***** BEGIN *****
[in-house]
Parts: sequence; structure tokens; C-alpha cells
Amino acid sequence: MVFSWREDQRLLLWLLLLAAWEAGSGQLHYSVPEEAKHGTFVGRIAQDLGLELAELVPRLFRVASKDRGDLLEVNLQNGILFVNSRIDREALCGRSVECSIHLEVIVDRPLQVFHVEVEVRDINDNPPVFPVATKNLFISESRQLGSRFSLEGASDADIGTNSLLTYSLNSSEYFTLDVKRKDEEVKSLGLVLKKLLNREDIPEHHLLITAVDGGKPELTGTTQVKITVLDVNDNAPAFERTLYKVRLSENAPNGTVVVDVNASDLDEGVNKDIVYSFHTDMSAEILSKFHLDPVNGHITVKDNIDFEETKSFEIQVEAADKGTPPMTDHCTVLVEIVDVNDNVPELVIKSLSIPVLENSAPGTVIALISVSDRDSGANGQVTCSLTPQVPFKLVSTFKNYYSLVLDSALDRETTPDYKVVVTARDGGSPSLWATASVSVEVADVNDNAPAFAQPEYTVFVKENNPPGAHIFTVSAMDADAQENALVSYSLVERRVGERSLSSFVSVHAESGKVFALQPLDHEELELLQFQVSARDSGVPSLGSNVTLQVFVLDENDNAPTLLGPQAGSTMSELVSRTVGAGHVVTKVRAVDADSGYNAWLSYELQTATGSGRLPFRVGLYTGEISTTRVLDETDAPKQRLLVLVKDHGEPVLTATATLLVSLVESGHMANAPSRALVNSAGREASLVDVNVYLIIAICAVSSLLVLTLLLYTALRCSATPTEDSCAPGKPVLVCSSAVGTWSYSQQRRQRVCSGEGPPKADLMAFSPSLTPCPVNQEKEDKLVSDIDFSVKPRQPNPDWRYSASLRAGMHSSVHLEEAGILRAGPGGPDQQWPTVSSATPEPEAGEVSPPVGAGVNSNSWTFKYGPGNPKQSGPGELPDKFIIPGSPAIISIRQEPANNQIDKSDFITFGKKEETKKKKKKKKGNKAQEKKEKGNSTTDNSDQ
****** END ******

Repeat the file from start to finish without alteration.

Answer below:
[in-house]
Parts: sequence; structure tokens; C-alpha cells
Amino acid sequence: MVFSWREDQRLLLWLLLLAAWEAGSGQLHYSVPEEAKHGTFVGRIAQDLGLELAELVPRLFRVASKDRGDLLEVNLQNGILFVNSRIDREALCGRSVECSIHLEVIVDRPLQVFHVEVEVRDINDNPPVFPVATKNLFISESRQLGSRFSLEGASDADIGTNSLLTYSLNSSEYFTLDVKRKDEEVKSLGLVLKKLLNREDIPEHHLLITAVDGGKPELTGTTQVKITVLDVNDNAPAFERTLYKVRLSENAPNGTVVVDVNASDLDEGVNKDIVYSFHTDMSAEILSKFHLDPVNGHITVKDNIDFEETKSFEIQVEAADKGTPPMTDHCTVLVEIVDVNDNVPELVIKSLSIPVLENSAPGTVIALISVSDRDSGANGQVTCSLTPQVPFKLVSTFKNYYSLVLDSALDRETTPDYKVVVTARDGGSPSLWATASVSVEVADVNDNAPAFAQPEYTVFVKENNPPGAHIFTVSAMDADAQENALVSYSLVERRVGERSLSSFVSVHAESGKVFALQPLDHEELELLQFQVSARDSGVPSLGSNVTLQVFVLDENDNAPTLLGPQAGSTMSELVSRTVGAGHVVTKVRAVDADSGYNAWLSYELQTATGSGRLPFRVGLYTGEISTTRVLDETDAPKQRLLVLVKDHGEPVLTATATLLVSLVESGHMANAPSRALVNSAGREASLVDVNVYLIIAICAVSSLLVLTLLLYTALRCSATPTEDSCAPGKPVLVCSSAVGTWSYSQQRRQRVCSGEGPPKADLMAFSPSLTPCPVNQEKEDKLVSDIDFSVKPRQPNPDWRYSASLRAGMHSSVHLEEAGILRAGPGGPDQQWPTVSSATPEPEAGEVSPPVGAGVNSNSWTFKYGPGNPKQSGPGELPDKFIIPGSPAIISIRQEPANNQIDKSDFITFGKKEETKKKKKKKKGNKAQEKKEKGNSTTDNSDQ